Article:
A small group of Vietnamese nuns in Houston, Texas, is providing shelter and aid to Vietnamese-Americans evacuated from hurricane-devastated New Orleans. We speak with one of these nuns -- herself a refugee from Vietnam -- and have her story in this edition of New American Voices.

Sister Anna Pauline is one of about forty Vietnamese Dominican nuns living in the order's mother house -- Saint Catherine's Convent -- in Houston, Texas. As soon as the hurricane hit, the convent opened its doors to needy evacuees from New Orleans, the coastal city that's about 500 kilometers to the east. The Mother Superior made the offer on local Vietnamese-language radio, the news spread by word of mouth, and soon more than 200 Vietnamese-Americans were quartered in the convent's large hall.

"We have some cots, just twenty or so cots, but mostly we have sleeping bags, and bed sheets and blankets," Sister Anna Pauline explains. "So most of them sleep on the ground. And all the activities are also in that hall. Like, we have about 45 children, and there's an area for them to play, but all of the activities are in this area, in the hall."

Most of the people who have taken shelter in St. Catherine's Convent were evacuated from New Orleans in advance of the storm. As Sister Anna Pauline says, they left with a few dollars and perhaps a change of clothing, fully expecting to return to their homes as soon as the hurricane had passed. Now their entire lives have been swept away. And so the nuns provide accommodations, food, and other basic necessities. They registered the children in local schools, and helped the older Vietnamese fill out paperwork to apply for federal aid, whether for housing, or food stamps, or health care. And they have provided something else, as well.

"We try to do our best to support the adults as well as the children in a spiritual way," Sister Anna Paulina says. "I think they need a lot of encouragement during this time. And so sometimes in the evening we have prayer, or we sing praise and worship songs, we have little magic tricks or shows or just things to lift up their spirits as much as we can. And they can attend Mass, and they can pray, and that helps a lot. Right now I think they need spiritual strength, for it's a shock for them that all of a sudden they don't have anything left,  and now they have to start making? you know, starting life again."

Sister Anna Pauline says that a number of the evacuees have told her they won't be going back to New Orleans, but will remain in Houston, where there is a large Vietnamese-American community, and where the prospects of finding a job are at least somewhat better. But they know it won't be easy.

"I've been talking to some of them, and some of the ladies who were with me this morning when I drove their kids to school, Sister Anna Pauline says. "I asked them, 'Were you able to sleep at night?' because I was thinking, it would be very noisy, with 200 people, very noisy, and one of the ladies told me, 'Sister, about 12 o'clock, one o'clock at night, when it's very quiet, the kids all sleep, but we can't sleep at all because we're very worried. What will we do next? How are we going to start over again?"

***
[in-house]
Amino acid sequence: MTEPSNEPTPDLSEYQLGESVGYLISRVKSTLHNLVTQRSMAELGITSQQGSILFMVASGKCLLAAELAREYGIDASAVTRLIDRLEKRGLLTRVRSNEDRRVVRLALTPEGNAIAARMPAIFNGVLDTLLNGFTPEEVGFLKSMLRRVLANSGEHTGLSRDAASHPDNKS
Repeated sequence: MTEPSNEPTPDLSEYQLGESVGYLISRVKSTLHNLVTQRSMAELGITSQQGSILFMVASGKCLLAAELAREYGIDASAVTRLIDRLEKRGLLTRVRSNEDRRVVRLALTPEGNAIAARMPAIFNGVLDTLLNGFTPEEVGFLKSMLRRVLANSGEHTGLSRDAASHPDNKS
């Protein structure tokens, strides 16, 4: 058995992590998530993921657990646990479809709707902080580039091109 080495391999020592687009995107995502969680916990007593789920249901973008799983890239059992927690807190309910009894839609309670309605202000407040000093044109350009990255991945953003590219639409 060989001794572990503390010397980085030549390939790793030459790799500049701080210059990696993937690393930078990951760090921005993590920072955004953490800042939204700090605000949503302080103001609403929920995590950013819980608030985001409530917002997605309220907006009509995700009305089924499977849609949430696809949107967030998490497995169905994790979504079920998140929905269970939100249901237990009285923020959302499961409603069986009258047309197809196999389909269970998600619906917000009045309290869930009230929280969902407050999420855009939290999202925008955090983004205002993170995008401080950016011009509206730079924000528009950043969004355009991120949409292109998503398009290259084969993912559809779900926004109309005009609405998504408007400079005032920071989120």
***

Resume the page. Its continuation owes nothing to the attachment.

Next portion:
Many of these Vietnamese-Americans had already started life all over again when they arrived in the United States as refugees 30 or more years ago. Among these refugees were Sister Anna Pauline's parents. Although she herself was only two years old when the family resettled in Houston, she says her parents shared their experiences as refugees.

The Domincan nun recalls, "My parents would always tell me, 'Be grateful for what you have right now, because in the beginning, when we first came here, we had nothing. Nothing. We didn't know whether we would be able to survive until the next day. Because we came to a land where we didn't know the people, we didn't speak the language, we didn't know what it would be like tomorrow.'

Sister Anna Pauline's father eventually found work in a printing shop, her mother in a sewing factory. Growing up, she says, she and her seven siblings understood that their parents' life was hard.  "I could see that. When we were going to school, I knew that compared to the other kids we were very poor, we didn't have anything. But I loved my parents for that, because they tried so hard and they worked really hard so they could have something for us, they could buy something for us," she recalled. "So I was grateful. I knew that they were struggling, and we couldn't have everything we wanted. You know, kids, they want toys and things, and we never had that. But then we gradually accepted that, my brothers and sisters, and we said, we will do as much as we can to help our parents by not complaining, or not wanting too many things. We tried our best."

Perhaps it is these early childhood experiences, as well as her faith, that allow Sister Anna Pauline to see a positive side to all the suffering, privation and uncertainty around her now.

"I realize that during events like this, and during circumstances like this, people have been very generous," she says. "They've opened up their houses, and they've given money. They've been very generous. And for myself, I come to appreciate what God has given me. You know, I have a house to stay in, and everything, while people have nothing left. And I see Christ in them, for although they've lost everything, they can still smile, and they can still be so hopeful. These people are very optimistic. And although they're suffering, there's hope," says Sister Anna Pauline, one of a group of Vietnamese Dominican nuns in Texas who have opened their convent -- and their hearts - to Vietnamese refugees made refugees again by Hurricane Katrina.